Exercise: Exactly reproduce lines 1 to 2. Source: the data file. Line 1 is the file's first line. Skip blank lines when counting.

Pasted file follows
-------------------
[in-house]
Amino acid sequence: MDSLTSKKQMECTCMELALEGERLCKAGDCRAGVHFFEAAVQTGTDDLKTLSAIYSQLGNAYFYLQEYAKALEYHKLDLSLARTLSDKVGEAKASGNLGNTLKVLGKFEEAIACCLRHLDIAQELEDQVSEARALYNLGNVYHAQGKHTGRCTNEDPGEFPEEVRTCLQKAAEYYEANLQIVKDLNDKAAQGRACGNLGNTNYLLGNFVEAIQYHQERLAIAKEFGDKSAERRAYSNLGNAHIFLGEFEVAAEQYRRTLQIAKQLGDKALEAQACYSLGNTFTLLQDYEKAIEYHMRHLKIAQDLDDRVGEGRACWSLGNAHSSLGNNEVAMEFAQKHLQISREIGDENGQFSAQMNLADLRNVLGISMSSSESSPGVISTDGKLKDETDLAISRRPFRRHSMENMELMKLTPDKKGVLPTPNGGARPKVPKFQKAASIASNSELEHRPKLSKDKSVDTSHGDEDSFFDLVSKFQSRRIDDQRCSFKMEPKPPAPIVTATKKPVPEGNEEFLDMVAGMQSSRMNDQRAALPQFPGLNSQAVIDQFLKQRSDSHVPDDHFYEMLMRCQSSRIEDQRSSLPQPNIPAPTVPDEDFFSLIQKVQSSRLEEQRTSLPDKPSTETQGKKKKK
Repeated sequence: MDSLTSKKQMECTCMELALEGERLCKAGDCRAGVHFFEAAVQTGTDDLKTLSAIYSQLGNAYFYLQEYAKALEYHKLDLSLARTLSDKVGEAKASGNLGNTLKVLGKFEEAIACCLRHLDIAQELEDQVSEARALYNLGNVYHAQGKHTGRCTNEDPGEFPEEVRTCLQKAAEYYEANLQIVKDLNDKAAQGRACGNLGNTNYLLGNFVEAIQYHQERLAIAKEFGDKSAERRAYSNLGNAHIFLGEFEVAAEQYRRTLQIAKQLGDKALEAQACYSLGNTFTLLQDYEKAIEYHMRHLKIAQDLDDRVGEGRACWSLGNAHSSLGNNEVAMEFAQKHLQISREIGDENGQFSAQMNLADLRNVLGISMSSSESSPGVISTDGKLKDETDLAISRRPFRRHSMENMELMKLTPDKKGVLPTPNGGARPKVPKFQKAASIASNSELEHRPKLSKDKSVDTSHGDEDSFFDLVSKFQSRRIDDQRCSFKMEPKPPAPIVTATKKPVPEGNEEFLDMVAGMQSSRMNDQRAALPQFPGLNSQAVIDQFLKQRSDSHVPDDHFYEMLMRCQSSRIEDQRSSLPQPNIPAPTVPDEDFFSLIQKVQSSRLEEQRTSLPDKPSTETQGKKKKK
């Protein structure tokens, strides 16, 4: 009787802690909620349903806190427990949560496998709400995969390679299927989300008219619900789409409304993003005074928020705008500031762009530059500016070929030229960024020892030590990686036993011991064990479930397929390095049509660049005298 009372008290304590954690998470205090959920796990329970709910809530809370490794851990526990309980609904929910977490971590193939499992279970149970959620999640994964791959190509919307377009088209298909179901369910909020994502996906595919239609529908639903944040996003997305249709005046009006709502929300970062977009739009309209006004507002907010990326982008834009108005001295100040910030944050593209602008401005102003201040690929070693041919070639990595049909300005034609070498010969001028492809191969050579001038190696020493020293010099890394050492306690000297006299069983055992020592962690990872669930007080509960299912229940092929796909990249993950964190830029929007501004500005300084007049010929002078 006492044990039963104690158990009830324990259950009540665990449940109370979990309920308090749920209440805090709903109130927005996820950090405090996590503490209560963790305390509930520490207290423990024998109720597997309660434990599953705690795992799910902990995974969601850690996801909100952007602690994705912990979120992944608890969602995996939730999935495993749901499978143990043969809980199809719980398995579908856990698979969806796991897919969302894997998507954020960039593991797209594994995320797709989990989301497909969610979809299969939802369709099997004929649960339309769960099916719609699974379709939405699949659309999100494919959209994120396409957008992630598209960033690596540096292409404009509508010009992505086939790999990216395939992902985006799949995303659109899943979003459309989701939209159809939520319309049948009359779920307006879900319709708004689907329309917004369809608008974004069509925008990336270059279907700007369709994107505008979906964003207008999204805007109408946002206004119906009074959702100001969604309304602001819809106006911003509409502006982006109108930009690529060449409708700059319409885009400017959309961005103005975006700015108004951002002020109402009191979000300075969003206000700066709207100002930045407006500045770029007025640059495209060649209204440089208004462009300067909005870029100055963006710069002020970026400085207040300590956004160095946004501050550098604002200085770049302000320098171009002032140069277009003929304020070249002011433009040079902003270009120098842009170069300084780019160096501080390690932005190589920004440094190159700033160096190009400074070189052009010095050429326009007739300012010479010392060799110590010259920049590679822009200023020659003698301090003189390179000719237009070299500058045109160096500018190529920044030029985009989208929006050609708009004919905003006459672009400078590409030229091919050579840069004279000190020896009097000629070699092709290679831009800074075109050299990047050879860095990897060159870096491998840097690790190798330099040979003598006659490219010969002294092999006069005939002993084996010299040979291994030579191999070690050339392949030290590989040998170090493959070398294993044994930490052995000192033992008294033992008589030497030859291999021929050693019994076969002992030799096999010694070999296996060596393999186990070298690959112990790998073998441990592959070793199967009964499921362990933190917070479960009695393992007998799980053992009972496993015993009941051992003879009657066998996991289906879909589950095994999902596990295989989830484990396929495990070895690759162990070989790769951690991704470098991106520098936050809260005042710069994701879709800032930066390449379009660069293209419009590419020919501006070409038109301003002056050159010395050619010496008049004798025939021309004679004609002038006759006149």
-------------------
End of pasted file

[in-house]
Amino acid sequence: MDSLTSKKQMECTCMELALEGERLCKAGDCRAGVHFFEAAVQTGTDDLKTLSAIYSQLGNAYFYLQEYAKALEYHKLDLSLARTLSDKVGEAKASGNLGNTLKVLGKFEEAIACCLRHLDIAQELEDQVSEARALYNLGNVYHAQGKHTGRCTNEDPGEFPEEVRTCLQKAAEYYEANLQIVKDLNDKAAQGRACGNLGNTNYLLGNFVEAIQYHQERLAIAKEFGDKSAERRAYSNLGNAHIFLGEFEVAAEQYRRTLQIAKQLGDKALEAQACYSLGNTFTLLQDYEKAIEYHMRHLKIAQDLDDRVGEGRACWSLGNAHSSLGNNEVAMEFAQKHLQISREIGDENGQFSAQMNLADLRNVLGISMSSSESSPGVISTDGKLKDETDLAISRRPFRRHSMENMELMKLTPDKKGVLPTPNGGARPKVPKFQKAASIASNSELEHRPKLSKDKSVDTSHGDEDSFFDLVSKFQSRRIDDQRCSFKMEPKPPAPIVTATKKPVPEGNEEFLDMVAGMQSSRMNDQRAALPQFPGLNSQAVIDQFLKQRSDSHVPDDHFYEMLMRCQSSRIEDQRSSLPQPNIPAPTVPDEDFFSLIQKVQSSRLEEQRTSLPDKPSTETQGKKKKK